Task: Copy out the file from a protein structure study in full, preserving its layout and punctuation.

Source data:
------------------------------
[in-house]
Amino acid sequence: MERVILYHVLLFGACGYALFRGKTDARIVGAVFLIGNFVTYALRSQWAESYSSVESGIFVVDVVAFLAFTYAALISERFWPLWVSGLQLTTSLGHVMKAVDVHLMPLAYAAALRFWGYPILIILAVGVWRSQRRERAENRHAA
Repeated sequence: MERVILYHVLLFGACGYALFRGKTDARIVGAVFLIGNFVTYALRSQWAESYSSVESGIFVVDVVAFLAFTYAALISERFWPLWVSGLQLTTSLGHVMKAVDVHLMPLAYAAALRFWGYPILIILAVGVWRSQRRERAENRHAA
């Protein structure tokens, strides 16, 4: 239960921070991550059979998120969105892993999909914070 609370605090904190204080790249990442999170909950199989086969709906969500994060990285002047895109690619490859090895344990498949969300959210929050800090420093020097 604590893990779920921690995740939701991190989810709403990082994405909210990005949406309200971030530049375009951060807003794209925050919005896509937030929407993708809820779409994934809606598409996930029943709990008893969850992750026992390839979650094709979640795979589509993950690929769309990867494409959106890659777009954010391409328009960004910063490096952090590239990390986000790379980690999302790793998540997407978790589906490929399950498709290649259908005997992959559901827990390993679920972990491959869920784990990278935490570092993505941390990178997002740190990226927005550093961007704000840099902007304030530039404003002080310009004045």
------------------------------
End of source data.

[in-house]
Amino acid sequence: MERVILYHVLLFGACGYALFRGKTDARIVGAVFLIGNFVTYALRSQWAESYSSVESGIFVVDVVAFLAFTYAALISERFWPLWVSGLQLTTSLGHVMKAVDVHLMPLAYAAALRFWGYPILIILAVGVWRSQRRERAENRHAA
Repeated sequence: MERVILYHVLLFGACGYALFRGKTDARIVGAVFLIGNFVTYALRSQWAESYSSVESGIFVVDVVAFLAFTYAALISERFWPLWVSGLQLTTSLGHVMKAVDVHLMPLAYAAALRFWGYPILIILAVGVWRSQRRERAENRHAA
């Protein structure tokens, strides 16, 4: 239960921070991550059979998120969105892993999909914070 609370605090904190204080790249990442999170909950199989086969709906969500994060990285002047895109690619490859090895344990498949969300959210929050800090420093020097 604590893990779920921690995740939701991190989810709403990082994405909210990005949406309200971030530049375009951060807003794209925050919005896509937030929407993708809820779409994934809606598409996930029943709990008893969850992750026992390839979650094709979640795979589509993950690929769309990867494409959106890659777009954010391409328009960004910063490096952090590239990390986000790379980690999302790793998540997407978790589906490929399950498709290649259908005997992959559901827990390993679920972990491959869920784990990278935490570092993505941390990178997002740190990226927005550093961007704000840099902007304030530039404003002080310009004045």